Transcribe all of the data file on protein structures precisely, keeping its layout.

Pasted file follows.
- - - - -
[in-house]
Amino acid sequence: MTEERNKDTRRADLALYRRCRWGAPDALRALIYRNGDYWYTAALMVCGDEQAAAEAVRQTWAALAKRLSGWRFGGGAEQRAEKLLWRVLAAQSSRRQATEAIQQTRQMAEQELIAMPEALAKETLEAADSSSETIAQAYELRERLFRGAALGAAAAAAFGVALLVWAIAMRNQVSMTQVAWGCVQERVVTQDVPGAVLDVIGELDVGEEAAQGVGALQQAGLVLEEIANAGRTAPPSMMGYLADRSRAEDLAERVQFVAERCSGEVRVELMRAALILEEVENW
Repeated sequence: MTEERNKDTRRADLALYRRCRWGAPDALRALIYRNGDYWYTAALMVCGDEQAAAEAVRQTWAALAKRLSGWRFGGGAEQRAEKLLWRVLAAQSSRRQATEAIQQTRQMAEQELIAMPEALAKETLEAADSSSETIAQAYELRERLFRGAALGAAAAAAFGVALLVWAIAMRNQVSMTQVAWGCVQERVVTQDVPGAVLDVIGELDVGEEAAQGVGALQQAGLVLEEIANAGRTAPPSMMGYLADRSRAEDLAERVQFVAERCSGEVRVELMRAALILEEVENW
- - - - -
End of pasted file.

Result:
[in-house]
Amino acid sequence: MTEERNKDTRRADLALYRRCRWGAPDALRALIYRNGDYWYTAALMVCGDEQAAAEAVRQTWAALAKRLSGWRFGGGAEQRAEKLLWRVLAAQSSRRQATEAIQQTRQMAEQELIAMPEALAKETLEAADSSSETIAQAYELRERLFRGAALGAAAAAAFGVALLVWAIAMRNQVSMTQVAWGCVQERVVTQDVPGAVLDVIGELDVGEEAAQGVGALQQAGLVLEEIANAGRTAPPSMMGYLADRSRAEDLAERVQFVAERCSGEVRVELMRAALILEEVENW
Repeated sequence: MTEERNKDTRRADLALYRRCRWGAPDALRALIYRNGDYWYTAALMVCGDEQAAAEAVRQTWAALAKRLSGWRFGGGAEQRAEKLLWRVLAAQSSRRQATEAIQQTRQMAEQELIAMPEALAKETLEAADSSSETIAQAYELRERLFRGAALGAAAAAAFGVALLVWAIAMRNQVSMTQVAWGCVQERVVTQDVPGAVLDVIGELDVGEEAAQGVGALQQAGLVLEEIANAGRTAPPSMMGYLADRSRAEDLAERVQFVAERCSGEVRVELMRAALILEEVENW